9 thoughts to “The Pull to the Light: Redemption and Salvation in Star Wars”

  1. Your last statement is intriguing. The people Vader killed were not characters we (the audience) had a lifetime of “attachment” with. In that way, this is new for us.

    1. Indeed, that’s what would make a full redemption arc so interesting – it would challenge the audience, as the Jedi are challenged, to find forgiveness for a monster.

      The easier option is the Ventress route of making him an anti-hero who doesn’t fully return, but has enough good in him to save the galaxy. I can see them doing that, but I hope they take the more challenging road.

  2. I sorta just want Kylo Ren to stay a bad guy. No redemption, no salvation, no coming back to the light. Just pure, no holds bar baddie who will stop at nothing to 1) become his grandfather and 2) shed every ounce of the light-side from his being.

    Still, I am intrigued by what you have presented here and I think you are spot on in your assessment. If Kylo Ren IS to be redeemed – however that term is to be defined – I think Rey will play also play a significant role in the act.

  3. This becomes one of the great questions of theology/ethics – from whence comes redemption? Is it something that is internal (and from there flows forth into actions by which you atone for your mistakes), or is it something that comes from outside of you? The two are inter-connected (as the latter would lead to an attempt to make things better) – but which one dominates and drives.

    If you want to make the new trilogy go in a different way, you can do so on either side. You can have a failed internal redemption; where what one does is never enough to atone (although that almost would have to play out in yet another trilogy). I don’t think this is likely, but it would be a way to set up the later adventures of Ben Solo.

    However, Star Wars has classically been about external redemption, so you can have a failed external redemption – where the outside efforts aren’t enough. That’s what we had in TFA – Han’s external appeal wasn’t enough. You could really push that theme and have Han, Luke, and Leia all appeal and fail… and what do you do then? It could then be a story of Rey resisting evil – what if Kylo, though the films, systematically takes away all the people she grows to love — will Rey maintain the peace and tranquility she ought, or will she crumble. It could end up being a trilogy not so much about rescuing one from the dark side, but not letting yourself fall… which would make it a counterpoint to I-VI.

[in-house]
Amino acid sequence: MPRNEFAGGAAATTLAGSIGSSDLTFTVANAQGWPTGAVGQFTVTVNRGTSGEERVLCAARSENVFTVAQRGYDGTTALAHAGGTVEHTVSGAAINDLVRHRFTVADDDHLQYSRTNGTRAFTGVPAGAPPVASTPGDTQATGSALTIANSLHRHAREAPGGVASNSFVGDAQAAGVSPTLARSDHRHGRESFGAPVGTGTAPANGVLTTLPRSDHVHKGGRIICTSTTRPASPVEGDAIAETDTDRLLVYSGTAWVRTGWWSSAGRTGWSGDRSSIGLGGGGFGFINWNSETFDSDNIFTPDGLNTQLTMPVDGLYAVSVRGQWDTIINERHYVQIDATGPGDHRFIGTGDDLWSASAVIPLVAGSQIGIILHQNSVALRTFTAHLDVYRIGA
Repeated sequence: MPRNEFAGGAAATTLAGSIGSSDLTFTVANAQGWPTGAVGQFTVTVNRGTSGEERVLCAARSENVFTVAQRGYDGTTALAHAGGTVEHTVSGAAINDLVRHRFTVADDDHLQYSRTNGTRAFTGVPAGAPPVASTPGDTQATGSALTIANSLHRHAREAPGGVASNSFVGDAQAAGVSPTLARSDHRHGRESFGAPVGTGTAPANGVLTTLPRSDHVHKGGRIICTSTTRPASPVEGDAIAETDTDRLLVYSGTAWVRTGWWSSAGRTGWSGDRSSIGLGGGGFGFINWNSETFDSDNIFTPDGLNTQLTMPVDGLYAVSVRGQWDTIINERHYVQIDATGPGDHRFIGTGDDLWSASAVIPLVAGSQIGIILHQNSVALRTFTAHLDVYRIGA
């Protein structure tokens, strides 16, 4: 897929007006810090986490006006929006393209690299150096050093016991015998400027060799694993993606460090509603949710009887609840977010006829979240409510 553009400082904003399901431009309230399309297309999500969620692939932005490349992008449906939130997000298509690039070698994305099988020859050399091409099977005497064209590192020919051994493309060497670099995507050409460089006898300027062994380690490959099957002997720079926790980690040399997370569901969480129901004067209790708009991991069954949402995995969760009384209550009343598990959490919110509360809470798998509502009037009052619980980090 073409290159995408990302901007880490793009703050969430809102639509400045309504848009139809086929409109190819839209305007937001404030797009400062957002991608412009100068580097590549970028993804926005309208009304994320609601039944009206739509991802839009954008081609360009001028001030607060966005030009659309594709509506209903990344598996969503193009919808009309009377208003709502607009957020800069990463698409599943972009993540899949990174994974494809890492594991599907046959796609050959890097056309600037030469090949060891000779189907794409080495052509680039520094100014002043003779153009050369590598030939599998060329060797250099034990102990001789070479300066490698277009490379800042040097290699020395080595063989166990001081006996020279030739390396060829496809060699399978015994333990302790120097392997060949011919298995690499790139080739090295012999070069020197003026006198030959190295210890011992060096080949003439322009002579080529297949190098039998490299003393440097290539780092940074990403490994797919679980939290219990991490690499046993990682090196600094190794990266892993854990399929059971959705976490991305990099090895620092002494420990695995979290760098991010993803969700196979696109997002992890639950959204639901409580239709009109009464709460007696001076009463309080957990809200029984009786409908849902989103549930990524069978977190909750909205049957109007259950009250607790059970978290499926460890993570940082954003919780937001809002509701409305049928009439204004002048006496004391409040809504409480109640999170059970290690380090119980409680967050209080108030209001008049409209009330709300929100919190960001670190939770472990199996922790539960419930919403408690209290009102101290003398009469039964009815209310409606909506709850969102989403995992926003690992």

Enjoyed the article

    1. Great points – though I’d add that the OT has its moments failed redemption, too. After all, Vader murders his old master in the first movie, and then maims his son in the second one. These are both moments of possible redemption that are subverted, but at the same time set up the drama of Vader’s actual redemption in the third film.

      Also, I love the idea of a Star Wars movie (or trilogy) that is about atonement – a long-standing villain struggling to make things right. I think that would be a much more interesting ending (or continuation) of the current trilogy, than having a redeemed character go out in a blaze of glory. We can only hope!

  4. I hope you are right about the upcoming movies.

    Although I have enjoyed many of the fantasy/sci-fi/superhero action movies produced in recent years, few if any can live up to Star Wars in their seriousness of intent. For most action movies, any attempt by the hero to reconcile with the villain is a formulaic ritual, intended to help the audience feel justified when the heroes unleash virtually-unlimited violence on the villains in the third act. Star Wars’ story of compassion, forgiveness, and redemption offers a much more challenging conclusion for the audience. I hope that the Sequel Trilogy works to reflect this legacy, rather than going for the easy fantasy of solving all our problems by destroying our enemies.

      1. On a related note – I just finished reading Tolkien’s “Children of Hurin,” and was thinking about how far modern fantasy-speculative fiction has come from its mid-20th century genesis. “Children of Hurin” is a work that is profoundly ambivalent about the utility and justice of violence – although it allows that conflict can be justified, it is also deeply pessimistic about the ability of violence to bring about final resolution to the world’s problems. Again, so different from our current crop of fantasy-violence extravaganzas.